PATIENT CASES

CASE: ADULT MALE WITH RIGHT DORSAL FOOT PAIN FOR 9 YEARS

HISTORY

A man presented with “aching” and “burning” pain, persisting for nine years, in his right dorsal foot and lower medial calf. Standing or walking exacerbated the pain. On average, the pain was 2/10 on the 0-10 pain scale (0 = none, 10 = worst imaginable), but would rise to a maximum of 9/10 with activity. Orthotic devices and cortisone injections provided no relief. The patient did not recall any triggering event but noted a sports injury that occurred four years before the onset of the pain. During the incident, he fractured his foot (anterior process of the calcaneus) and felt a "pop" in his leg. He experienced some pain following the event, but felt fully recovered after a month. The patient saw multiple specialists before consulting with our foot and ankle surgeon, and had been recommended an ankle arthrodesis. Of note, the radiographs of the patient acquired prior to our PET/MRI study included only the foot (i.e. the primary location of pain), revealing abnormalities from the unrelated foot fracture.

PAIN SCAN

Figure 1 shows increased 18F-FDG uptake related to chronic foot pain. (A) Coronal view of lower portion of whole-body PET, showing increased radiotracer uptake in the right plantaris muscle belly (red arrow) and in the right foot and ankle (green arrows). (B) Axial 18F-FDG PET (left) in the dorsal part of the ankle/proximal foot shows increased tracer uptake where the patient describes his main symptoms (white arrow). Axial time-reversed FISP (PSIF) MR image (right) at the same level shows this to be in the vicinity of the right deep fibular nerve but appears normal. 

Figure 2 shows Figure 2 a ruptured plantaris tendon with hematoma. (A) Axial double-echo in steady state (DESS) MR image, showing the ruptured right plantaris (red arrow) compared to the normal, left plantaris (green arrow). A large, partially liquefied hematoma is located between the soleus muscle and medial gastrocnemius muscle, visible as increased signal on MRI, likely causing mass effect on surrounding structures. (B) 18F-FDG PET/MRI co-registered image, showing that increased radiotracer uptake coincides with the abnormality visible on MRI (white arrow).

OUTCOME

The 18F-FDG PET/MR findings suggest the exacerbated pain during ambulation might be caused by altered mechanics due to fibrosis of the inflamed plantar muscle belly. In addition, increased 18F-FDG uptake was observed in the dorsal surface of the midfoot, where the patient described his main symptoms (Fig 1).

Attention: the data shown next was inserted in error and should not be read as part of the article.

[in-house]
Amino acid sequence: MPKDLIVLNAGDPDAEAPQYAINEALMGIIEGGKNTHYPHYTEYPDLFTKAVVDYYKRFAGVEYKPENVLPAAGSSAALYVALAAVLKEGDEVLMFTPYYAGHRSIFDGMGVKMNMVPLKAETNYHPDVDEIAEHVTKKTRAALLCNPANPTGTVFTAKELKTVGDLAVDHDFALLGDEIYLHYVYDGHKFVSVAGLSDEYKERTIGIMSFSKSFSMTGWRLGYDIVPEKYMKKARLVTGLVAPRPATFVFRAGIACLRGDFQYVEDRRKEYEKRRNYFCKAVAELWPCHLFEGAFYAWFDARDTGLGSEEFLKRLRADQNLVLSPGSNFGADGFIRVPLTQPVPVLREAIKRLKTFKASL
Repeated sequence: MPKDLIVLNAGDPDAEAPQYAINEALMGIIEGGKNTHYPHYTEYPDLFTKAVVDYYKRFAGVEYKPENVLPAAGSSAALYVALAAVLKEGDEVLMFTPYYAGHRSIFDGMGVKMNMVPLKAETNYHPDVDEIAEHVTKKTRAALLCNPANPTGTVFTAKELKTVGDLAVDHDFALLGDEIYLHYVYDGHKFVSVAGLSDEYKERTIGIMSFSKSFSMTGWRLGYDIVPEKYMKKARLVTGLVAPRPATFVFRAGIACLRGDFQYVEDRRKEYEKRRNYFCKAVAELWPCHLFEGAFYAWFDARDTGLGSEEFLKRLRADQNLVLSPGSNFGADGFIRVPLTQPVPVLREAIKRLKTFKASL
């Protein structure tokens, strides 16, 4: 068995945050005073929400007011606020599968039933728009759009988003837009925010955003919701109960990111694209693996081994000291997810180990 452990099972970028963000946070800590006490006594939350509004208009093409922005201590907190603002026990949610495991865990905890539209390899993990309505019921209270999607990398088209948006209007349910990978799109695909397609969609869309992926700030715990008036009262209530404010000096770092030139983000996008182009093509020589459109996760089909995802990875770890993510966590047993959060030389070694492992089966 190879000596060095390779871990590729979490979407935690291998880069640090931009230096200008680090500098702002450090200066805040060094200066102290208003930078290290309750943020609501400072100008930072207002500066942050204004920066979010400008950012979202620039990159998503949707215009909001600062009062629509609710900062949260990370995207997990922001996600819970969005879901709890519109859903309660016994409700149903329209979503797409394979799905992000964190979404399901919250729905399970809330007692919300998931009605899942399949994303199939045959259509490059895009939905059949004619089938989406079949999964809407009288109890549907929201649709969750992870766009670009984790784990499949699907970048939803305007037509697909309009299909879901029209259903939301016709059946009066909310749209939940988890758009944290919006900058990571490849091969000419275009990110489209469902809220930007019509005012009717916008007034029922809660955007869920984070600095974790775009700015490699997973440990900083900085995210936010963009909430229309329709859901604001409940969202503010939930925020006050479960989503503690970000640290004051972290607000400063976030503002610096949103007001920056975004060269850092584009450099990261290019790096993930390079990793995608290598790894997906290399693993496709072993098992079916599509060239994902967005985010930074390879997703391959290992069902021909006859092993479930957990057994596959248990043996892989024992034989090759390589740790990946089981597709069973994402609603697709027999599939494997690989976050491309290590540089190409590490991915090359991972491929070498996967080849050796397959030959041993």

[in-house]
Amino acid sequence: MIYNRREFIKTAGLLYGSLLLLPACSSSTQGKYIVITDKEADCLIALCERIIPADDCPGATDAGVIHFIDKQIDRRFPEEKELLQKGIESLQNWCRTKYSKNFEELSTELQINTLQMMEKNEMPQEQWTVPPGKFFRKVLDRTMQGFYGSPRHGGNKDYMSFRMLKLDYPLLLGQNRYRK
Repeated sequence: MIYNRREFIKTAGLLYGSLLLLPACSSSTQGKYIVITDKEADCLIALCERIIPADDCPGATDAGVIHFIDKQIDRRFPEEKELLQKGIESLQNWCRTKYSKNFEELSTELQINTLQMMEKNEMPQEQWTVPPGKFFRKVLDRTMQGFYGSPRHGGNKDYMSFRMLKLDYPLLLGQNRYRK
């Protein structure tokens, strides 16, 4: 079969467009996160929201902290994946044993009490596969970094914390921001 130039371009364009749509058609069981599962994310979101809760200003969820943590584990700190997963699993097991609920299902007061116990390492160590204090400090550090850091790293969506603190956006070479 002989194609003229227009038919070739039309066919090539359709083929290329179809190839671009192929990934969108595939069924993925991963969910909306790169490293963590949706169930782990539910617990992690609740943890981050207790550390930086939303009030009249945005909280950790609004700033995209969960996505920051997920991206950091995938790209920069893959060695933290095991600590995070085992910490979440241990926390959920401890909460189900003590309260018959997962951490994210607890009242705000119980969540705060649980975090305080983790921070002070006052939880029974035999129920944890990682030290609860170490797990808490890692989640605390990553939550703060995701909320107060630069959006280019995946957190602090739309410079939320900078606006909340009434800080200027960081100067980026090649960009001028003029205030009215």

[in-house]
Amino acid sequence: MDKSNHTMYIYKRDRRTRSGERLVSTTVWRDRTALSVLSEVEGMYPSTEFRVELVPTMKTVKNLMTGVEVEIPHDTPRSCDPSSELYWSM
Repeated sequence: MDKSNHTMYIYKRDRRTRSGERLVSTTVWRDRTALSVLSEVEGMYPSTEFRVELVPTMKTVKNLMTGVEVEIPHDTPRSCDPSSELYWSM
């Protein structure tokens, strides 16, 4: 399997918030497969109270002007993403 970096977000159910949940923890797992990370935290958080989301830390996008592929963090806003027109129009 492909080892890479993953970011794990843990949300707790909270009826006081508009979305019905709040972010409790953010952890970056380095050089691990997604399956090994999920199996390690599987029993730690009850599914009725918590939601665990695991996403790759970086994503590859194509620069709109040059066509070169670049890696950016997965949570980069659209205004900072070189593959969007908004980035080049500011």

Upon review of the scan results, the patient noted that the region of his plantaris muscle felt tight. The surgeon suggested tenotomy of the plantaris tendon to mitigate aggravation of pain with activity, as this procedure was low-risk and would sever the connection between ankle movement and the ruptured plantaris muscle. The patient elected to proceed with the surgery. Under local anesthesia with sedation, the plantaris tendon was identified just medial to the Achilles tendon. It was dissected proximally and distally, and a centimeter was excised. A soft wrap was placed, and the patient was allowed to bear weight immediately. The patient was seen two weeks after surgery and reported no significant pain in either his foot or calf. At 3-month follow-up, the patient was free of pain and able to walk without limitations.

 

Here, we describe a successful application of whole-body 18F-FDG PET/MRI to a case of unsolved chronic foot pain of nine years. Our imaging findings led to the modification of the treatment plan from ankle arthrodesis to a lower risk tenotomy of the plantaris tendon, which achieved pain relief. This case report highlights how our 18F-FDG PET/MRI approach identified the pain generator, allowing for tailored treatment.

The patient was very satisfied with his result stating, "Dear Dr. Biswal, The surgeon performed surgery on my leg to cut the bottom of the plantaris tendon on my right leg. My leg is much better. I would deem it a success. I am stretching on a daily basis. The PET/MRI was the trail blazer that allowed this successful outcome. Thank you for your support through this."

The surgeon was also very pleased: "Patient with foot pain when walking had rattled around for several years.  Orthopedist suggested ankle fusion.  We were at a loss, so had PET MRI.  This showed a very bright plantaris muscle belly.  I figured that maybe plantaris was fibrotic and pulled with ankle movement. So I did a tenotomy of the plantaris tendon such that the ankle movement would not translate to the muscle belly and.....Home run  his pain is GONE!  He can now walk with out limitations. GO TEAM we are doing good stuff!

CASE (MORE TO COME)

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1201 Welch Rd.

Stanford, CA 94305

Email: biswal@stanford.edu

Tel: 650-725-8018

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